Is Pipe Stress Analysis Required for Cold Water Piping Systems from Pump Stations?

Is Pipe Stress Analysis Required for Cold Water Piping Systems from Pump Stations? This is perhaps one of the most frequently asked questions in the water piping industry. Engineers often argue over this question which results in a dual answer. Some engineers say stress analysis is not required and others say it is required. In this article, we will explore the answer to the above question.

The answer to the above question is not straightforward. In general, as for water piping systems with pump stations, the difference between the maximum working temperature and installed temperature (generally 10 to 20 Degrees) is less, hence it is believed that pipe stress analysis of such water piping systems is not required. This could be valid up to a certain point if good engineering judgments are followed and the piping system is provided with sufficient flexibility.

But before we can conclude, a high level of assessment must be conducted to understand if pipe stress analysis is required. The parameters that substantiate the need for pipe stress analysis are:

How an increase in pipe temperature affects the system:

Even though it is believed that the water piping system will be near to installed temperature. Still, there could be variation due to the following reasons:

  • Seasonal variation of temperature from winter to summer.
  • Empty pipe exposed to sunlight.
  • Full pipe exposed to sunlight.
  • Temperature variation between day and night.
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How external forces and displacements affect the water piping and Pump system:

Forces and displacements due to seismic, wind, and structural settlements may impose unacceptable levels of stress on the system. These stresses can not be estimated without proper pipe stress analysis.

Limitation of Pump Nozzle Loadings:

It’s difficult to estimate the nozzle loads without performing pipe stress analysis.

Support optimization:

Cold water piping systems usually have very large sizes along with large valves that result in huge structural loading. Without proper stress analysis, those loads can be overestimated and support optimization may not be possible.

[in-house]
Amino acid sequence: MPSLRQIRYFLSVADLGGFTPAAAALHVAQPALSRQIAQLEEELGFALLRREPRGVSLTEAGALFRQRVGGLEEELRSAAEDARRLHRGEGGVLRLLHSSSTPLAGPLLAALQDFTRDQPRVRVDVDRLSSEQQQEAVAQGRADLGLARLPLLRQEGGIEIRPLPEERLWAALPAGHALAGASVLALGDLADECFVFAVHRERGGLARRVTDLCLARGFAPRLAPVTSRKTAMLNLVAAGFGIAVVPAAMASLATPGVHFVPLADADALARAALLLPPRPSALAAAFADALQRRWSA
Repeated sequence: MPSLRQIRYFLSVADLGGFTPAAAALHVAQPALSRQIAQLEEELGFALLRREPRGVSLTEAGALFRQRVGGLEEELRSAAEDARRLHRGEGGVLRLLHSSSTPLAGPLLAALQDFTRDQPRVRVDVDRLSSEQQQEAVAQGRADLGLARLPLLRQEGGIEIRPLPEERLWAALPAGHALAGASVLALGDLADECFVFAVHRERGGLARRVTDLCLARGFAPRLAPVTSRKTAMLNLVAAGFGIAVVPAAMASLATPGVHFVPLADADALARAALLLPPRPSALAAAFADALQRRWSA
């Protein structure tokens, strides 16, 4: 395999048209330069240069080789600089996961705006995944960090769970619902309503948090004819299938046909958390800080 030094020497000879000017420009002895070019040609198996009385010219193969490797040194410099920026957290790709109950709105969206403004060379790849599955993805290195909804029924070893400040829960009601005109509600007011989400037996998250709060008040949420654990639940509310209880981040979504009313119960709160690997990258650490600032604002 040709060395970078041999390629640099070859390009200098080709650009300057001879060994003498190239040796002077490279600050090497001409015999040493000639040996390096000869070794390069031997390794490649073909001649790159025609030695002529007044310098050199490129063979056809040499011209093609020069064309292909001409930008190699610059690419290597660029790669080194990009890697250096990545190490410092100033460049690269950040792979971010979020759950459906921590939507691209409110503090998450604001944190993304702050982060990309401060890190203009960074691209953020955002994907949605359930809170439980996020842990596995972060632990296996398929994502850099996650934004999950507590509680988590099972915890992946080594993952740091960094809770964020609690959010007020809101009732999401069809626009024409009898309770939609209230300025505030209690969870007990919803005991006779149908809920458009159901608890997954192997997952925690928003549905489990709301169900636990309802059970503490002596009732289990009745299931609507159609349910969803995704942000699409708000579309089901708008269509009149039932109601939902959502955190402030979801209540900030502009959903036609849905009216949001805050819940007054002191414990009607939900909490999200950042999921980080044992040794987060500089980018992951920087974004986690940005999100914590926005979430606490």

Design of Expansion Bellows or Expansion Joints:

The use of rubber bellows or steel expansion joints at pump stations for water piping systems is quite common. In general pump stations are routed quite straight without much flexibility. So, these expansion joints are used to absorb thermal expansion which in turn reduces pump nozzle loads.

However, there is a concern as the subject of expansion joints is one of the most misunderstood components in the piping industry. In the usual case, simple untied bellows are used which is simply a flexible element between two flanges. It is true that they easily absorb the thermal expansion by compressing the bellow elements in all axial, lateral, angular, and torsional directions. However, a pressure thrust force is generated in untied expansion joints which must be calculated and considered in pipe stress analysis to get the actual effect. This pressure thrust force will be transferred to the pumps. In some situations, the pressure thrust force, itself, will be more than the allowable pump nozzle loads.

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Another option is to use a tied expansion bellows. However, even though the tie rods will take care of the pressure thrust load, they will not compress to absorb axial movement and the thermal effect will be transferred to the nozzles. So, their position has to be such that the thermal movement is lateral.

A common misconception is to use tied bellows to a pump line with a gap in the tie nut and believe that the tie rods will take care of the pressure thrust force and the gap between the tie rod nuts will help in absorbing the thermal force by compressing. But as soon as any thermal expansion occurs, the tension in the tie-rods reduces and the pressure thrust load is transferred to the nozzle. So, this has to be carefully considered.

Typical Example of a Pump Station Cold Water Piping System

Fig. 1 below shows a typical example of a water piping system pump station.

Cold Water Piping from Pump Station
Fig. 1: Cold Water Piping from Pump Station

From the image, you can easily understand that the configuration does not have sufficient flexibility, and nozzle loads may increase the allowable.

From the above discussion, we can understand that pipe stress analysis for cold water lines from pump stations needs to be performed

  • To compute nozzle loads.
  • To study the effect of seismic and other displacements
  • To design the pipe expansion joints.
  • To optimize the supports.
  • To study the thermal effects.
  • To assure owners that the design is properly engineered.
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References and further Studies

More details about the subject can be found here.

Anup Kumar Dey

I am a Mechanical Engineer turned into a Piping Engineer. Currently, I work in a reputed MNC as a Senior Piping Stress Engineer. I am very much passionate about blogging and always tried to do unique things. This website is my first venture into the world of blogging with the aim of connecting with other piping engineers around the world.

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